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Studios sound out to UK Competition Commission as Sky pay-tv window decision looms

Studios criticise Competition Commission findings and proposed remedies ahead of next month’s provisional decision.

UK studios Paramount, Warner Bros, Universal, Fox, Disney and Sony yesterday criticized the Competition Commission’s analysis of pay-TV competition in the UK.

In a united front, the studios submitted damning assessments of the Commission’s understanding of the market and its proposed remedies to Sky’s perceived monopoly on the first subscription pay-tv window.   

The Commission had ruled that the studios’ contracts with local pay-tv kingpin Sky were anti-competitive, and suggested remedies including that Sky publish the expiry dates of its contracts relating to first subscription pay-TV window rights with the studios or that it permits rivals to access its satellite set-top box.

Fox was among the most withering claiming that the CC “persists in the fallacy that Sky controls” first subscription pay tv rights. It highlighted increased competition in the space from new SVOD players Netflix, which opened for business in the UK on Monday:

“The CC’s proposed remedies risk ossifying patterns of distribution in the UK at a time when the speed of technological change will produce market-driven developments. By way of example, the CC has failed to recognise the significance of one of the most important new forms of content distribution that is likely to affect the UK market: internet distribution. It is striking that when one of the major international players in this area, Netflix, was asked about its intention in the UK it replied that “it had no comment to make” and the CC did not pursue this further.”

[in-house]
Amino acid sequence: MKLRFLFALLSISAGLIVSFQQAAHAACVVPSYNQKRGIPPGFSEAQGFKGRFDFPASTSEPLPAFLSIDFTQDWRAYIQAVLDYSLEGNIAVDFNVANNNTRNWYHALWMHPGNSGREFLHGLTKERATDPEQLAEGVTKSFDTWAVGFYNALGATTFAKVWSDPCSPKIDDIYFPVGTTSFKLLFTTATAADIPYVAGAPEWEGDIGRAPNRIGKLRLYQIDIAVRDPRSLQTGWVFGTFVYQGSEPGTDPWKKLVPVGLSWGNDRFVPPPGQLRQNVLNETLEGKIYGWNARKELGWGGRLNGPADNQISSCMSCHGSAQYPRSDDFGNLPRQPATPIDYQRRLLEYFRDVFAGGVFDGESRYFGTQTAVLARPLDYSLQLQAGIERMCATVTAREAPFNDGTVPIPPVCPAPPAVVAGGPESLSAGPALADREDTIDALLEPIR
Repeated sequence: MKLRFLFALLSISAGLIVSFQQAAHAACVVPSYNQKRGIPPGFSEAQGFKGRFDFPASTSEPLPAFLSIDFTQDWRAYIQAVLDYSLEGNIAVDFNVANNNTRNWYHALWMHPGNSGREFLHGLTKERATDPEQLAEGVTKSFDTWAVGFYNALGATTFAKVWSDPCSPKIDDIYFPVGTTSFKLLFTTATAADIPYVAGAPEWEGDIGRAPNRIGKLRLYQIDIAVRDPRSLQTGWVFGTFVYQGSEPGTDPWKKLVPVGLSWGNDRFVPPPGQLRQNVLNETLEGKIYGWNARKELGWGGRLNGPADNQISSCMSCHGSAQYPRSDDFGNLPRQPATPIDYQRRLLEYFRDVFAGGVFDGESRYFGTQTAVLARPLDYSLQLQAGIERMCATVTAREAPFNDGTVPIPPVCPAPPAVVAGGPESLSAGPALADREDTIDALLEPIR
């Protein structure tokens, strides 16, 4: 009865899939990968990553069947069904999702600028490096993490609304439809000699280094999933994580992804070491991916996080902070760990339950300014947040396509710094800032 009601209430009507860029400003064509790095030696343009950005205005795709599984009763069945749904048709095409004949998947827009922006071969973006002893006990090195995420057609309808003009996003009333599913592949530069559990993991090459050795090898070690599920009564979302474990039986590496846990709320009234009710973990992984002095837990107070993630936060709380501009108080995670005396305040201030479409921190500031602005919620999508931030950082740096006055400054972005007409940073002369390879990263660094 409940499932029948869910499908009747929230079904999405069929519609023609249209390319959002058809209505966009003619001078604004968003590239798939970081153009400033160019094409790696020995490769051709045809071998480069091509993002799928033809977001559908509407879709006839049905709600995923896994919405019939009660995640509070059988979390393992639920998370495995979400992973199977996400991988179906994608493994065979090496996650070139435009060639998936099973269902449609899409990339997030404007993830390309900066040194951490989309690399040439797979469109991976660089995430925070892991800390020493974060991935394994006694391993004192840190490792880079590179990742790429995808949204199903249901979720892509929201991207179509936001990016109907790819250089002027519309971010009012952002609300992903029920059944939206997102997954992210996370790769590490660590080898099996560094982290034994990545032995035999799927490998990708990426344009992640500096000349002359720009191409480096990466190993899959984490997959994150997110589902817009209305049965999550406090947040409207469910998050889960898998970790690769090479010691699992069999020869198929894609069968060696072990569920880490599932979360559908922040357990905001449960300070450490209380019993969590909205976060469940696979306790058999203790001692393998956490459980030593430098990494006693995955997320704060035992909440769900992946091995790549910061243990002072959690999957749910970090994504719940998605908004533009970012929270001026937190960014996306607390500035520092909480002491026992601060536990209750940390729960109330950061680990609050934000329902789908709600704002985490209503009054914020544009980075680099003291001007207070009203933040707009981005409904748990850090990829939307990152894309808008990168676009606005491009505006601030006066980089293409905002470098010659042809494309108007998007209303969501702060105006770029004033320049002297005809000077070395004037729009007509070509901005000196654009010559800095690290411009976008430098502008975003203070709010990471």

NBCUniversal took a similar stance: “NBCUniversal’s clear preference, as previously stated to the Commission, would be for the market to be left to develop naturally rather than as a result of regulatory intervention.”

“NBCUniversal believes that the current situation, in which negotiations for FSPTW rights typically commence up to two years prior to those rights becoming available, provides a sufficient amount of time for all prospective buyers to evaluate and submit credible offers. NBCUniversal and the other studios are already sufficiently incentivised to involve and discuss the upcoming licensing of rights with as many parties as possible, well in advance of them becoming available,” continued their statement.

However, of the suggested remedies, Paramount and Universal both admitted that open access to Sky’s set top box offered “the best chance of being effective in resolving the competition problem.”

The Commission will publish its provisional decision on the matter next month. A final ruling on the issue is expected in August.

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